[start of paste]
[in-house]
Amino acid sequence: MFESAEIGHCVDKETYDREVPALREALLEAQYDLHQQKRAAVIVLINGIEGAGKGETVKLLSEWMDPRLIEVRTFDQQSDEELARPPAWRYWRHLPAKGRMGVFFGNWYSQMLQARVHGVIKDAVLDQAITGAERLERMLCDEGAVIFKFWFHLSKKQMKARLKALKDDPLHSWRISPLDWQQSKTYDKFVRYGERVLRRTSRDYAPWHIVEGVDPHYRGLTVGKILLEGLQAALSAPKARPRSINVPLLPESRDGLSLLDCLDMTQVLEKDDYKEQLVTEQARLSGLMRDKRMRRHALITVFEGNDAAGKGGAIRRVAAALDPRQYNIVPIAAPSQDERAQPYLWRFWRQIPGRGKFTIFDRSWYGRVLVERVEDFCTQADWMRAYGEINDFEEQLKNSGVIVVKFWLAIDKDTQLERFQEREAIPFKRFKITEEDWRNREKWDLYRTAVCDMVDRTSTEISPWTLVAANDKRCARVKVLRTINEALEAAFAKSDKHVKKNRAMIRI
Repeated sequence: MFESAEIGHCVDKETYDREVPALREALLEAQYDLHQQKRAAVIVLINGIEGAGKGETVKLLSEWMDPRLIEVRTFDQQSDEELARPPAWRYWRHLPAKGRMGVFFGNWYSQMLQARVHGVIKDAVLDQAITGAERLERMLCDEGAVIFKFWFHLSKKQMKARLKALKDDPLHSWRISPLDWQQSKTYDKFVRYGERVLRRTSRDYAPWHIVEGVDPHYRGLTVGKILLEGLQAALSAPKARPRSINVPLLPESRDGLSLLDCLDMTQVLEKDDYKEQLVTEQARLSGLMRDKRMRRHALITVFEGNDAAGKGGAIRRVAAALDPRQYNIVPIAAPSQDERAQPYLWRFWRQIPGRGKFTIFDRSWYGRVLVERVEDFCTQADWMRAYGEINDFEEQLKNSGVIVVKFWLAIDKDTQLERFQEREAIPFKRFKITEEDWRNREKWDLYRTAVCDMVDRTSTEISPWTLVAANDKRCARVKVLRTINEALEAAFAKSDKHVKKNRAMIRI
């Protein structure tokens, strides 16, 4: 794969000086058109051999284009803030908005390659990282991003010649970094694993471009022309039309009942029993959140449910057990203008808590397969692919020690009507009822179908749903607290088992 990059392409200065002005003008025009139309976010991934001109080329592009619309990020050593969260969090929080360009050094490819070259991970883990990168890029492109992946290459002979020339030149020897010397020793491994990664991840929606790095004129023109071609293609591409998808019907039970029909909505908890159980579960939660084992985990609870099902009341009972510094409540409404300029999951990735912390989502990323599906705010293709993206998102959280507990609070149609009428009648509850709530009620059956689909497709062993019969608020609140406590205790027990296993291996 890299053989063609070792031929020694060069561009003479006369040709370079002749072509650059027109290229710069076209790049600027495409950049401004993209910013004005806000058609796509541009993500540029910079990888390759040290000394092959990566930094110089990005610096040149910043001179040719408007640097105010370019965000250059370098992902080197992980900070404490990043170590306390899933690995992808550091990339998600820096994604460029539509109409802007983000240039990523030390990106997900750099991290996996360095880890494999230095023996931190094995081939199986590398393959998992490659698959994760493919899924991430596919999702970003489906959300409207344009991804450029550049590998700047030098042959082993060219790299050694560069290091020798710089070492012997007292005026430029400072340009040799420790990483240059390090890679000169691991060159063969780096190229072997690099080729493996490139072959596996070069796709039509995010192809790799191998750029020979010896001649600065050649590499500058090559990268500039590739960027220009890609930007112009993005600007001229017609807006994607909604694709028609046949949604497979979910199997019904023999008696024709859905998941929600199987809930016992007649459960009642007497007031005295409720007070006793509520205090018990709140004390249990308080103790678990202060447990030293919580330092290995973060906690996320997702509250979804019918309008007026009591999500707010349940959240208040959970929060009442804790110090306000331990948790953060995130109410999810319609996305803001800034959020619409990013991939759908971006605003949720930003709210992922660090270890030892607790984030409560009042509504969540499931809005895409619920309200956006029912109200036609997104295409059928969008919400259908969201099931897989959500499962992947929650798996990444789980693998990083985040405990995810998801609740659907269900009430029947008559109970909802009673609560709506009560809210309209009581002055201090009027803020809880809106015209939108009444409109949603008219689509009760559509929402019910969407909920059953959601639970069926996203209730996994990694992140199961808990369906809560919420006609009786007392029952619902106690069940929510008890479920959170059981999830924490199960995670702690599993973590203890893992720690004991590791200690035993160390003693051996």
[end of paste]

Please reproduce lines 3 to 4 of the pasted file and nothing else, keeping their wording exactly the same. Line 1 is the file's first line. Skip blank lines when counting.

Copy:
Repeated sequence: MFESAEIGHCVDKETYDREVPALREALLEAQYDLHQQKRAAVIVLINGIEGAGKGETVKLLSEWMDPRLIEVRTFDQQSDEELARPPAWRYWRHLPAKGRMGVFFGNWYSQMLQARVHGVIKDAVLDQAITGAERLERMLCDEGAVIFKFWFHLSKKQMKARLKALKDDPLHSWRISPLDWQQSKTYDKFVRYGERVLRRTSRDYAPWHIVEGVDPHYRGLTVGKILLEGLQAALSAPKARPRSINVPLLPESRDGLSLLDCLDMTQVLEKDDYKEQLVTEQARLSGLMRDKRMRRHALITVFEGNDAAGKGGAIRRVAAALDPRQYNIVPIAAPSQDERAQPYLWRFWRQIPGRGKFTIFDRSWYGRVLVERVEDFCTQADWMRAYGEINDFEEQLKNSGVIVVKFWLAIDKDTQLERFQEREAIPFKRFKITEEDWRNREKWDLYRTAVCDMVDRTSTEISPWTLVAANDKRCARVKVLRTINEALEAAFAKSDKHVKKNRAMIRI
């Protein structure tokens, strides 16, 4: 794969000086058109051999284009803030908005390659990282991003010649970094694993471009022309039309009942029993959140449910057990203008808590397969692919020690009507009822179908749903607290088992 990059392409200065002005003008025009139309976010991934001109080329592009619309990020050593969260969090929080360009050094490819070259991970883990990168890029492109992946290459002979020339030149020897010397020793491994990664991840929606790095004129023109071609293609591409998808019907039970029909909505908890159980579960939660084992985990609870099902009341009972510094409540409404300029999951990735912390989502990323599906705010293709993206998102959280507990609070149609009428009648509850709530009620059956689909497709062993019969608020609140406590205790027990296993291996 890299053989063609070792031929020694060069561009003479006369040709370079002749072509650059027109290229710069076209790049600027495409950049401004993209910013004005806000058609796509541009993500540029910079990888390759040290000394092959990566930094110089990005610096040149910043001179040719408007640097105010370019965000250059370098992902080197992980900070404490990043170590306390899933690995992808550091990339998600820096994604460029539509109409802007983000240039990523030390990106997900750099991290996996360095880890494999230095023996931190094995081939199986590398393959998992490659698959994760493919899924991430596919999702970003489906959300409207344009991804450029550049590998700047030098042959082993060219790299050694560069290091020798710089070492012997007292005026430029400072340009040799420790990483240059390090890679000169691991060159063969780096190229072997690099080729493996490139072959596996070069796709039509995010192809790799191998750029020979010896001649600065050649590499500058090559990268500039590739960027220009890609930007112009993005600007001229017609807006994607909604694709028609046949949604497979979910199997019904023999008696024709859905998941929600199987809930016992007649459960009642007497007031005295409720007070006793509520205090018990709140004390249990308080103790678990202060447990030293919580330092290995973060906690996320997702509250979804019918309008007026009591999500707010349940959240208040959970929060009442804790110090306000331990948790953060995130109410999810319609996305803001800034959020619409990013991939759908971006605003949720930003709210992922660090270890030892607790984030409560009042509504969540499931809005895409619920309200956006029912109200036609997104295409059928969008919400259908969201099931897989959500499962992947929650798996990444789980693998990083985040405990995810998801609740659907269900009430029947008559109970909802009673609560709506009560809210309209009581002055201090009027803020809880809106015209939108009444409109949603008219689509009760559509929402019910969407909920059953959601639970069926996203209730996994990694992140199961808990369906809560919420006609009786007392029952619902106690069940929510008890479920959170059981999830924490199960995670702690599993973590203890893992720690004991590791200690035993160390003693051996």